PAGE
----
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Thai central bank holds rates, says it is hiking 2015 growth forecast

[BANGKOK] Thailand's central bank kept its key interest rate unchanged on Wednesday, as expected, leaving fiscal stimulus and government spending to support the weak domestic economy, which it now expects to perform slightly better than forecast.

The Bank of Thailand (BOT) said the current rate still supported economic recovery and that monetary policy would stay"accommodative".

The BOT said higher public expenditure and strong tourism has led it revise up slightly its 2015 growth forecast from 2.7 per cent, but it won't release the new number until Dec 25. It said its 2016 projection will stay close to 3.7 per cent.

At its meeting just hours before a pivotal Federal Reserve session ends in Washington, Thailand's Monetary Policy Committee (MPC) voted 7-0 to leave the one-day repurchase rate at 1.50 per cent - where it's been since April. "The Committee assessed that monetary conditions and exchange rate remain supportive to the economic recovery. Moreover, given financial stability considerations and a potential rise in financial market volatility due to monetary policy divergence among advanced economies, the policy interest rate should be kept unchanged," the MPC said at Wednesday's meeting.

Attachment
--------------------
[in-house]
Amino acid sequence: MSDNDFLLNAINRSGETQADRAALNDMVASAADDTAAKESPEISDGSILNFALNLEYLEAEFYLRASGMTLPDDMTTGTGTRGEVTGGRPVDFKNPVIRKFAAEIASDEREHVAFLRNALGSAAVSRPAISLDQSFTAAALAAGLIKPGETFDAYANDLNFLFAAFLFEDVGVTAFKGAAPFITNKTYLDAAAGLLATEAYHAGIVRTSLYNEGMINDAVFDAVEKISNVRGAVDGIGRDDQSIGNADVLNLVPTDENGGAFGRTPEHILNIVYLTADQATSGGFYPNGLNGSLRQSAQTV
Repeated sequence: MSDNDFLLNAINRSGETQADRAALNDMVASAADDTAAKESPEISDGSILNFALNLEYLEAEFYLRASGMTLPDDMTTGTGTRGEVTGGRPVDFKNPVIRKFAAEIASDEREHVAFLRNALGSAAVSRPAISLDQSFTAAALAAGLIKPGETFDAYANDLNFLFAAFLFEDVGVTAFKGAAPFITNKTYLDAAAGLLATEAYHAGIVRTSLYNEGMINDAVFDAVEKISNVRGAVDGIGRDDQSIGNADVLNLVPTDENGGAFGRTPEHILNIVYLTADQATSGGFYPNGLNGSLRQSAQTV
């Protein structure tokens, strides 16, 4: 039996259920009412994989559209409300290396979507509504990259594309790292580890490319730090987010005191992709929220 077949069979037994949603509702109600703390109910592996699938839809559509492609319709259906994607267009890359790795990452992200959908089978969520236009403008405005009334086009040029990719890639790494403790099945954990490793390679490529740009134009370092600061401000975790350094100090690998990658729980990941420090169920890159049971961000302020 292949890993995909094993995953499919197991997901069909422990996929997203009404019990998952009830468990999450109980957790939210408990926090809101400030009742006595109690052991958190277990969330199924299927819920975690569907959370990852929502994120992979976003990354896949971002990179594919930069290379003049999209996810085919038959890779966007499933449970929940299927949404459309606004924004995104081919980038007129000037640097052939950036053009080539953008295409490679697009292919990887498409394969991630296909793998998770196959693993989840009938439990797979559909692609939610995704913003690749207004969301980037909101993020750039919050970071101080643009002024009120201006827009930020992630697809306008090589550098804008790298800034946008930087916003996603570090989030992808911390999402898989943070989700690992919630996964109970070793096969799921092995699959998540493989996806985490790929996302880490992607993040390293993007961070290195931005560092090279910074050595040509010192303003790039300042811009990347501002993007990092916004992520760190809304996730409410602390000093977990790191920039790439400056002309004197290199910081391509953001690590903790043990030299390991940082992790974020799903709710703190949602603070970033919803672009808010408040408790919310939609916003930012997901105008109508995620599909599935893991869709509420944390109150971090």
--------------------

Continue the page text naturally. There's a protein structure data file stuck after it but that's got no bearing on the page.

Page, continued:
All but one of 20 economists polled by Reuters had predicted the rate would be held. One expected a 25 basis point cut.

Capital Economics said that with price pressures still very weak and only a gradual economic recovery likely, "we can safely rule out interest rate hikes for the foreseeable future, even if the Fed starts to raise rates this week." Tim Leelahaphan, economist of Maybank Kim Eng Securities in Bangkok, said the window for Thai rates cuts "has already closed" with the expected Fed hike and how government spending is a better tool to boost growth.

He said he expects a 25 basis point hike in 2016 that "could be for stemming portfolio outflows in search of higher yields".

The Thai army seized power in May 2014 to end prolonged political unrest but has since struggled to pull South-east Asia's second-largest economy out of a rut, with exports and domestic demand persistently weak. Growth was just 0.9 per cent last year.

In a bid to boost activity, the junta approved stimulus measures aimed at helping rural areas, small firms and the property sector. It has also focused on driving big public investment projects.

Policymakers are hoping stimulus will lift activity and a weak baht will boost exports. The baht has depreciated about 8.8 per cent against the dollar this year.